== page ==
Discursive Markers of Submission, continued

Mary Aquin and Mirabilis got into a terrific discussion of a suggestion I made in my post the other day about Healy’s article on authority in the church, and I thought it deserved its own thread. So go read those comments first, then come back here.

What’s interesting to me about “affected humility,” as Mirabilis put it (a perfect phrase, thanks), is that it can be used in very different ways, and its interpretation thoroughly depends on the context as well as on the speakers.

I’ve seen it used as a form of witty playfulness between friends who are debating largely for the fun of it. (In the particular instance I’m thinking of, it was between male friends, and there may also have been a bit of displaying going on directed at the women present, who were perfectly willing to be amused and admiring.)

I most often think of it as a form of signalling by the speaker that “I know my place,” and this is what I was thinking of when I wrote: women deferring to men, laity deferring to clergy.

Mirabilis’ point that historically, it was to avoid giving the appearance of the sin of pride — and perhaps it was actually/also a practice to “avoid the near occasion of sin”? — is fascinating.

As Mirabilis also pointed out, the use of these language markers sometimes adorned proclamations that were far from humble in their actual character, which touches on the point Mary Aquin was making too: false humility is just another form of pride, disguised to be more socially acceptable. But again, it’s hard to tell from the words alone whether someone is being truly humble, falsely humble and therefore proud, or fawningly humble (“toad-eating,” as the Regency novels put it) in an attempt to curry favor.

I’ve come across a couple of articles lately that are relevant to this discussion:
Men and Women use Uptalk Differently. “Uptalk” is the practice of ending a statement with a rising intonation, and this interesting study analyzed the circumstances in which Jeopardy contestants used uptalk in their answers, based on gender, confidence (determined by whether it was the right answer), and success (determined by how far ahead or behind the contestant was in scoring). The interaction of gender with the other two variables is very interesting — do click through and read the article — and undermines the relevance of the point I’d made earlier in response to Mary Aquin that both women and men would be using the same discursive markers of submission, if the church were to revive such a practice: because even when both women and men use the same speech patterns, they are perceived differently. (Which I should have known from a bunch of other studies on women interviewing, applying, teaching, exercising authority, etc.)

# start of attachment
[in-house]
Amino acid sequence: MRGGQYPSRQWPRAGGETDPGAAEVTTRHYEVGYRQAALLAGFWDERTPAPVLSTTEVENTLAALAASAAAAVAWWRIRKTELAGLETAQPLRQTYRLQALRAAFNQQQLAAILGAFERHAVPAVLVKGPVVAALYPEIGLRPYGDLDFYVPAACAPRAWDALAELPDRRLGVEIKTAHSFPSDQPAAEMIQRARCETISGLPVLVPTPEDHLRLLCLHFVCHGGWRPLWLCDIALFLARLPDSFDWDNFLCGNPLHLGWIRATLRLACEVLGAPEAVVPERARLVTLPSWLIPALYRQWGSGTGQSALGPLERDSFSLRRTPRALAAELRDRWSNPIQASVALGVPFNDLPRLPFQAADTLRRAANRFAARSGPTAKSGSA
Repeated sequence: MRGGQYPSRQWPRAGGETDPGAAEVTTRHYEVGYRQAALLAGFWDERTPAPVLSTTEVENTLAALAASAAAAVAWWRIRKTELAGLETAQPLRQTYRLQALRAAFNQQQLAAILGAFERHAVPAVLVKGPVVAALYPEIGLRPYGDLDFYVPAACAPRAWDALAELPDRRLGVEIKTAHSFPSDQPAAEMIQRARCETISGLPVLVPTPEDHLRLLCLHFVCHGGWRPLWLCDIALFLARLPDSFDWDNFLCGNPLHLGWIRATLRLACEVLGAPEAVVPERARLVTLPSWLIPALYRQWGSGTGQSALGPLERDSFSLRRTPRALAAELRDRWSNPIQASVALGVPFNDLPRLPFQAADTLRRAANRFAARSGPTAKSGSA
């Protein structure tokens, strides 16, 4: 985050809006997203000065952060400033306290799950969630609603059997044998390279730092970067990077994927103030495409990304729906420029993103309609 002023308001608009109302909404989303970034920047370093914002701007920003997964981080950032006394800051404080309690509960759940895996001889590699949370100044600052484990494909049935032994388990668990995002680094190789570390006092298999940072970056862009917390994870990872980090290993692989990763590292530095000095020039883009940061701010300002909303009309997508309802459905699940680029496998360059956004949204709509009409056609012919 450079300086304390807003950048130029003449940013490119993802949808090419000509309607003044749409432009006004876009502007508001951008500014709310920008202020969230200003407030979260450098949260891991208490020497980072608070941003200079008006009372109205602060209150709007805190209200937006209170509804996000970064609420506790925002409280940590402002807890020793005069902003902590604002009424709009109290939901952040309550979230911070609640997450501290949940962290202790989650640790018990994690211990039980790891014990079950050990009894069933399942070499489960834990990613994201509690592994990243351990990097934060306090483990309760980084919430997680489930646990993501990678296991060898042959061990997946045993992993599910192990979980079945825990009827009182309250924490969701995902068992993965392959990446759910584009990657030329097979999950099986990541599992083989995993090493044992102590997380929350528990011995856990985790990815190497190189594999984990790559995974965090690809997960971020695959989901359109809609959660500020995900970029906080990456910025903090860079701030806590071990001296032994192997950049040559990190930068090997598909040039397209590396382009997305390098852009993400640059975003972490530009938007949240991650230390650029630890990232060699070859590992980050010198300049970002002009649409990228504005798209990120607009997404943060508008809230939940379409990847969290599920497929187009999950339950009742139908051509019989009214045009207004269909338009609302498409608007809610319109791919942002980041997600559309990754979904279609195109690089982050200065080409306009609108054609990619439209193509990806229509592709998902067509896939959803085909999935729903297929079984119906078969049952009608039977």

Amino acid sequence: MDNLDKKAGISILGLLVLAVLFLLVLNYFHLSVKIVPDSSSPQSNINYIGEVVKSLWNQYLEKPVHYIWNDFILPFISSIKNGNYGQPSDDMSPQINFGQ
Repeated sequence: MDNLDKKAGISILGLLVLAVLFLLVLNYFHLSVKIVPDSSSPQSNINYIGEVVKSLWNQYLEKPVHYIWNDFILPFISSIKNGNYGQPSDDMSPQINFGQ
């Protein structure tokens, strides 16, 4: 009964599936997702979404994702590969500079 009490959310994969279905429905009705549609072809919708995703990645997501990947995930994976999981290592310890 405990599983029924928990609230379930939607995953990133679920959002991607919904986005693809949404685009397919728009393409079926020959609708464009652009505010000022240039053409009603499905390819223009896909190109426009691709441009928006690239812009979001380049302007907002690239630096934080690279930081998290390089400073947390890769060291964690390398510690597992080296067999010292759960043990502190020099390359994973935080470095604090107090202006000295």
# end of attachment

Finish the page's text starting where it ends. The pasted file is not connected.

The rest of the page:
Academic assholes and the circle of niceness discusses both the author’s personal experiences in academia, and Robert Sutton’s book The No Asshole Rule, to examine the systemic biases (which I contend are a form of structural sin) for “nasty cleverness” and against gentler, collaborative communication styles. Sutton drew on the work of Teresa Amabile, whose experimental study of responses to generated book reviews found that

…negative or unkind people were seen as less likeable but more intelligent, competent and expert than those who expressed the same messages in gentler ways

It’s not immediately clear to me how these results transfer to ecclesial and theological culture. I would expect that theological culture should be a hybrid of academic culture, which prizes intelligence and expertise, and Christian culture, which prizes Christian values such as love and mercy (although also in gendered form).

This entry was posted in Feminist theology, Moral theology and tagged , , , , . Bookmark the permalink.

Post a comment

Fill in your details below or click an icon to log in:

WordPress.com Logo

You are commenting using your WordPress.com account. Log Out /  Change )

Google photo

You are commenting using your Google account. Log Out /  Change )

Twitter picture

You are commenting using your Twitter account. Log Out /  Change )

Facebook photo

You are commenting using your Facebook account. Log Out /  Change )

Connecting to %s

This site uses Akismet to reduce spam. Learn how your comment data is processed.